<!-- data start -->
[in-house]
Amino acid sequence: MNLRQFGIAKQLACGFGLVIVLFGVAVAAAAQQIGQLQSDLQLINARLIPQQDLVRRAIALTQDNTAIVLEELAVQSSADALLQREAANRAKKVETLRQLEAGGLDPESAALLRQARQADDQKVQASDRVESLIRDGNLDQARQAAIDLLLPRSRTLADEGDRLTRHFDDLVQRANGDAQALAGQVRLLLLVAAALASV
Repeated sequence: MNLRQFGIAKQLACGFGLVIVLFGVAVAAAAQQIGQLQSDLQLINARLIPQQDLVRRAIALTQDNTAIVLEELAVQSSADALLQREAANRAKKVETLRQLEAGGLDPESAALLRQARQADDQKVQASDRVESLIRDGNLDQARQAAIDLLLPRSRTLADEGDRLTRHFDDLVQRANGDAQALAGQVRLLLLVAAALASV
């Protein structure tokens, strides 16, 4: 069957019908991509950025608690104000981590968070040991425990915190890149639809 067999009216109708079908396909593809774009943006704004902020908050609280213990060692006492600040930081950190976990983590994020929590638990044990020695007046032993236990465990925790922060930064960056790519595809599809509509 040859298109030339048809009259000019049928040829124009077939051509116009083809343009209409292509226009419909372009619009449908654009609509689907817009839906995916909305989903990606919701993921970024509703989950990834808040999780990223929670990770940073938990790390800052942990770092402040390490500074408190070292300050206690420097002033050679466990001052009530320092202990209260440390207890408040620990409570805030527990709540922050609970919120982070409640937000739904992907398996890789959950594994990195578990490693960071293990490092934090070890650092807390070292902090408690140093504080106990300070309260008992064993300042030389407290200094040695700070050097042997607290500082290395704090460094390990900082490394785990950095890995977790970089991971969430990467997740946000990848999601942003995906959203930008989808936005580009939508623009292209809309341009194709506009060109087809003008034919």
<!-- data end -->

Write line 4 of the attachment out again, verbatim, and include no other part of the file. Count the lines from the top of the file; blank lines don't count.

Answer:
């Protein structure tokens, strides 16, 4: 069957019908991509950025608690104000981590968070040991425990915190890149639809 067999009216109708079908396909593809774009943006704004902020908050609280213990060692006492600040930081950190976990983590994020929590638990044990020695007046032993236990465990925790922060930064960056790519595809599809509509 040859298109030339048809009259000019049928040829124009077939051509116009083809343009209409292509226009419909372009619009449908654009609509689907817009839906995916909305989903990606919701993921970024509703989950990834808040999780990223929670990770940073938990790390800052942990770092402040390490500074408190070292300050206690420097002033050679466990001052009530320092202990209260440390207890408040620990409570805030527990709540922050609970919120982070409640937000739904992907398996890789959950594994990195578990490693960071293990490092934090070890650092807390070292902090408690140093504080106990300070309260008992064993300042030389407290200094040695700070050097042997607290500082290395704090460094390990900082490394785990950095890995977790970089991971969430990467997740946000990848999601942003995906959203930008989808936005580009939508623009292209809309341009194709506009060109087809003008034919």